Will the Dow Go Up In Smoke?

Will the Dow Go Up In Smoke?

Although we don't believe in timing the market or panicking over daily movements, we do like to keep an eye on market changes -- just in case they're material to our investing thesis.

It's another off day for the Dow Jones Industrial Average as investors try to decide which way the market will be headed without much data to rely on for support. But as the index waffles between positive and negative territory this morning, with just a 2-point gain as of 11:45 a.m., are those same investors creating the very conditions that could lead to a big market correction?

Floating omens
With all of the mixed economic data that investors have been getting over the past few weeks, it has been difficult to determine which way is up for the U.S. economy, not just the stock market. It's during these periods of vague information that investors begin looking for signs of change, even if that sign is an unproven "omen."

The Hindenburg Omen has been popping up as the latest sign that the market is bound for a correction. By measuring 52-week highs and lows, some believe that the omen is the best way to predict a sharp sell-off in the near future. The omen "works" because it signals investors' inability to determine the direction of the market, thereby sending some stocks to new highs and others to new lows.

But with every stock market prediction, there's one truth: It's not always correct. The latest cache of Hindenburg omens occurred in late May -- and the Dow has moved 2% higher since then.

Legal demons
It looks like more trouble for the banking giant
JPMorgan, as the FBI is now investigating the bank's London Whale trading scandal, as well as whether the bank should have warned authorities of its suspicions of Bernie Madoff's Ponzi scheme. Just the latest governmental entity to join the pack, as the Securities and Exchange Commission, Department of Justice, and New York attorney general's office are already on the scene, the FBI investigation could lead to fines and a reprimand.

Bank of America is also in the process of being investigated by the SEC and DOJ over its sale of $850 million in mortgage-backed securities. Though the broadening story of JPMorgan's legal troubles has somewhat overshadowed B of A's, the Charlotte-based bank is sure to make the headlines as new information about the investigations breaks. Investors should take the news in stride, as the bank has battled with various legal troubles ever since the financial crisis -- and it's still able to make positive strides forward in both profitability and corporate strategy.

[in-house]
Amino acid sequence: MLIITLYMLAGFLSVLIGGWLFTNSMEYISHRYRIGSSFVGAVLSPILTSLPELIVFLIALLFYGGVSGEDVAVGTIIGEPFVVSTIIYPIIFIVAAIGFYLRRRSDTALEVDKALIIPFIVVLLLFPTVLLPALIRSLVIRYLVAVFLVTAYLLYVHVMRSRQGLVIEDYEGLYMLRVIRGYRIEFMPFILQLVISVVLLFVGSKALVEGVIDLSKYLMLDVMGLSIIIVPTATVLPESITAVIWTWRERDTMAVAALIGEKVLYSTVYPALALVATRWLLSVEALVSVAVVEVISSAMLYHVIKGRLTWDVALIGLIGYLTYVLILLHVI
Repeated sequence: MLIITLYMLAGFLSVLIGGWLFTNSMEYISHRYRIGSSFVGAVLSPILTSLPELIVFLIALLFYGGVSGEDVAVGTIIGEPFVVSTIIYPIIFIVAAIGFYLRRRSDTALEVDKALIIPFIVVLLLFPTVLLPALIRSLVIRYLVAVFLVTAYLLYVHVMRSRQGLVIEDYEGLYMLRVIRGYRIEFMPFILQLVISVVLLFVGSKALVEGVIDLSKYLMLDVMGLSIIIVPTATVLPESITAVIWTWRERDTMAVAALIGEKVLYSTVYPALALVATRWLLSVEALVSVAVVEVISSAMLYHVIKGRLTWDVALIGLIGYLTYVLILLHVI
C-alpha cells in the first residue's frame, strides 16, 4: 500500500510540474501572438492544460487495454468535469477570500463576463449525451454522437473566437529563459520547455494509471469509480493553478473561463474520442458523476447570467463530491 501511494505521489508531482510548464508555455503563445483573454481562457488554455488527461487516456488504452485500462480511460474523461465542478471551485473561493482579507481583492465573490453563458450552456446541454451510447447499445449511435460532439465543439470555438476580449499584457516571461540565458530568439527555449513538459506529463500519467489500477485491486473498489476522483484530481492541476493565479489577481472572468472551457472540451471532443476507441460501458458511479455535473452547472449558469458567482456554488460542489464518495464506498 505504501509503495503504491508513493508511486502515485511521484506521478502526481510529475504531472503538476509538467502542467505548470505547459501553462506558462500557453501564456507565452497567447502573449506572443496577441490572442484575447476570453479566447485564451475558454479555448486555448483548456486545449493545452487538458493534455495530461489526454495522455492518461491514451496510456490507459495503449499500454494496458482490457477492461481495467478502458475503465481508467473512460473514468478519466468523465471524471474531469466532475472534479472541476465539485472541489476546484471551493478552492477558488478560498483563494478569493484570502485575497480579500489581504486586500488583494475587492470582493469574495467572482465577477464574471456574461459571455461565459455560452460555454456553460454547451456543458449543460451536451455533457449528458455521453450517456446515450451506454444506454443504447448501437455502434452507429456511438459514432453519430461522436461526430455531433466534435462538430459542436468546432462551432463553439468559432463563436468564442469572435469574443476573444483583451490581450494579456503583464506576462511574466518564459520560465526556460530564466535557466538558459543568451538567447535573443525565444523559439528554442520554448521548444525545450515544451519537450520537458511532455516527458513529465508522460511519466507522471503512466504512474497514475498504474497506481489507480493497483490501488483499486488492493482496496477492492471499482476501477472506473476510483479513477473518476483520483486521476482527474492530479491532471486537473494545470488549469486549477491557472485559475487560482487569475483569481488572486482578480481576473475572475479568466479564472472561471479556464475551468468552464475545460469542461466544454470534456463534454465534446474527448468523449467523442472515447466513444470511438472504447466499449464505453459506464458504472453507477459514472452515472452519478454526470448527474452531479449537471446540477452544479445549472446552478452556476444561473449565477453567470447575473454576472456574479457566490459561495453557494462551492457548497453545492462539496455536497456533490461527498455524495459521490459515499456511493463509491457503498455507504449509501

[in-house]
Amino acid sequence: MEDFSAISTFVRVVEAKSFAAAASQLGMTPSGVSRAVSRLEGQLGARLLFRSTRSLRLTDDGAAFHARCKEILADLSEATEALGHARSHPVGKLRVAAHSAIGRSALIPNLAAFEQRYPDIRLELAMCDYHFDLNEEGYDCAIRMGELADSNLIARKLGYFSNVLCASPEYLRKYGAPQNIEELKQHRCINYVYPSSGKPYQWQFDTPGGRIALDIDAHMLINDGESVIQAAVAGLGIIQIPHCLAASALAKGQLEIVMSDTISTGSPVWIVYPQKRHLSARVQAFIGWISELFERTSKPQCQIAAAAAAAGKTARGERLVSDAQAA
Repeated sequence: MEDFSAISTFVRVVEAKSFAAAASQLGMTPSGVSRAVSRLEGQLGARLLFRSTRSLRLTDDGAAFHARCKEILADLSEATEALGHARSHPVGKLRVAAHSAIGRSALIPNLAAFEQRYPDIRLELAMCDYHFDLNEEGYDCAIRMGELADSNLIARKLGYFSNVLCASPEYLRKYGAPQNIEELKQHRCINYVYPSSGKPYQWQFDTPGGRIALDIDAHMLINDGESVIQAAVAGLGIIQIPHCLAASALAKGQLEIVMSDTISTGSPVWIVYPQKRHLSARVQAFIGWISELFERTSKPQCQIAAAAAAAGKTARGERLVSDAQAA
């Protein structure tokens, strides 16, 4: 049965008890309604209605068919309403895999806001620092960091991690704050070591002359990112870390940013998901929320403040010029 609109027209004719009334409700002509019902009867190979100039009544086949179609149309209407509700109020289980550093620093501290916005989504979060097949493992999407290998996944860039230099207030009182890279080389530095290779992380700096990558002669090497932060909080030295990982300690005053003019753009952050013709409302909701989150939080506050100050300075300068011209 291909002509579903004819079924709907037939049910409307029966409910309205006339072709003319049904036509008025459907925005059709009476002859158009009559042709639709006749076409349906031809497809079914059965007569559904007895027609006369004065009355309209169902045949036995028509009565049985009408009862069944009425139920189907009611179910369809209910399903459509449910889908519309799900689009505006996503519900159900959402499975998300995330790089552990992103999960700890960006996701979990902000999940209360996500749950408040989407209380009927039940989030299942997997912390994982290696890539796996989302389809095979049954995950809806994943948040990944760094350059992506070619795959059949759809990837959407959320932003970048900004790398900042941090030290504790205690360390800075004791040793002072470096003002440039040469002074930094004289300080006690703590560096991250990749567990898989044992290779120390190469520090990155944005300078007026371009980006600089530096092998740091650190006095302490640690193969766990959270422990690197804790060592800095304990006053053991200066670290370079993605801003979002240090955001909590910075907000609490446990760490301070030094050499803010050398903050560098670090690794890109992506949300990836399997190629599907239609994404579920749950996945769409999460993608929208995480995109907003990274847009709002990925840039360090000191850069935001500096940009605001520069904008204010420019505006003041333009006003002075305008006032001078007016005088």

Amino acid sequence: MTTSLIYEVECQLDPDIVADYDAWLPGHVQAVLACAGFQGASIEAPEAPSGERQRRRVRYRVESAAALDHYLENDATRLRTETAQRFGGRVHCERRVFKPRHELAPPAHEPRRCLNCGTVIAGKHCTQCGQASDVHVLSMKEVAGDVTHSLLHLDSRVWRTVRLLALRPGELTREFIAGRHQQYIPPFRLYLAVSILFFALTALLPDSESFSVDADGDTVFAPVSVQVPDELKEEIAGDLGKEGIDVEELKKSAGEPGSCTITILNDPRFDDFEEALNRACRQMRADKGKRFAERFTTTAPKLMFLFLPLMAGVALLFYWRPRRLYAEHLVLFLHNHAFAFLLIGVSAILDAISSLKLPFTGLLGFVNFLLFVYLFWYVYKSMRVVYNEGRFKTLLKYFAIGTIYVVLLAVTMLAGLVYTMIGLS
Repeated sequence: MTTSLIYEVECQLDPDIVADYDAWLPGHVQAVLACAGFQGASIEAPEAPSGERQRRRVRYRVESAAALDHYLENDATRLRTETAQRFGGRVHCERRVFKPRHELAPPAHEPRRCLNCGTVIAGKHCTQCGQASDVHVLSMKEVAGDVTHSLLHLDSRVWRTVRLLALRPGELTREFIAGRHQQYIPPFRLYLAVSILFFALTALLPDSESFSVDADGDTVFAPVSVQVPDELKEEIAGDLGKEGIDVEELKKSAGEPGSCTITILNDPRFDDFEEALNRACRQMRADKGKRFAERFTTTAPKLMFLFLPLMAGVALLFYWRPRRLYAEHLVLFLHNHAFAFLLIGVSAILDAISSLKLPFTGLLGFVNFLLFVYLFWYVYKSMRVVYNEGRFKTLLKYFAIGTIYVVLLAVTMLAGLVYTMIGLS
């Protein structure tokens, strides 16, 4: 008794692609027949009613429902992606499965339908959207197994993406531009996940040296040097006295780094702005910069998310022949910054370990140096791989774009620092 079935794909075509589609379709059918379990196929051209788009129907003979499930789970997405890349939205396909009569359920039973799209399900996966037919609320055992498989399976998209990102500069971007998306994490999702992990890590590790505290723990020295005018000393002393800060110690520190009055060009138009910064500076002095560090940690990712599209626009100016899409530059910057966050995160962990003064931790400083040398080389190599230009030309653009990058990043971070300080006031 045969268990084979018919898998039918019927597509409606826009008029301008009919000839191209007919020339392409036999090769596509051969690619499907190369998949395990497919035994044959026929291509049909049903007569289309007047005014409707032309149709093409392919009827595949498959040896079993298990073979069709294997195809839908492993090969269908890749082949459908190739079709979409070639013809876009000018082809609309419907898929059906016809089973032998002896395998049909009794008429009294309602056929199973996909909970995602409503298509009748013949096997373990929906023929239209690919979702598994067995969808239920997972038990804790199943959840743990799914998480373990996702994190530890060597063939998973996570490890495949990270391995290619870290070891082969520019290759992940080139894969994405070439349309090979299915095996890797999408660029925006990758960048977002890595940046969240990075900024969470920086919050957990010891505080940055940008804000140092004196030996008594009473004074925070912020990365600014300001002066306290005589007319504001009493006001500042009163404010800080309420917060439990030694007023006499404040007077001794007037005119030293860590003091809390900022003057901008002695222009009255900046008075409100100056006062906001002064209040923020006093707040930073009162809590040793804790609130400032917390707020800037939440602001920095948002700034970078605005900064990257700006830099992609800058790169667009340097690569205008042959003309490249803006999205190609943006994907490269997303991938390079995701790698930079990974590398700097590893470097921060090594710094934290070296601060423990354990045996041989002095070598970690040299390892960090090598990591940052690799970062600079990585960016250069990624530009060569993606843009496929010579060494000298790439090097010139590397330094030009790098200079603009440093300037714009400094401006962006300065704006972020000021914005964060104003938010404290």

Outside the Dow, Wells Fargo got some good news on the legal front last week when a Minnesotan jury found the bank not guilty of misleading investors in its securities lending program. The bank had been accused of misrepresenting the risk associated with its program, which led to investors losing millions. Wells faces several other cases on the same topic, but with the latest judgement, it's 1-1 out of the first two suits to be tried.

Legal matters are just one reason that investors are still shying away from the nation's banks as investment opportunities. And with some uncertainty in the overall market, it's no surprise that many investors are still terrified about investing in big banking stocks after the crash. But the sector has one notable standout. In a sea of mismanaged and dangerous peers, it rises above the rest as "The Only Big Bank Built to Last." You can uncover the top pick that Warren Buffett loves in The Motley Fool's new report. It's free, so click here to access it now.

The article Will the Dow Go Up In Smoke? originally appeared on Fool.com.

Fool contributor Jessica Alling has no position in any stocks mentioned. The Motley Fool recommends Bank of America and Wells Fargo. The Motley Fool owns shares of Bank of America, JPMorgan Chase, and Wells Fargo. Try any of our Foolish newsletter services free for 30 days. We Fools may not all hold the same opinions, but we all believe that considering a diverse range of insights makes us better investors. The Motley Fool has a disclosure policy.

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Originally published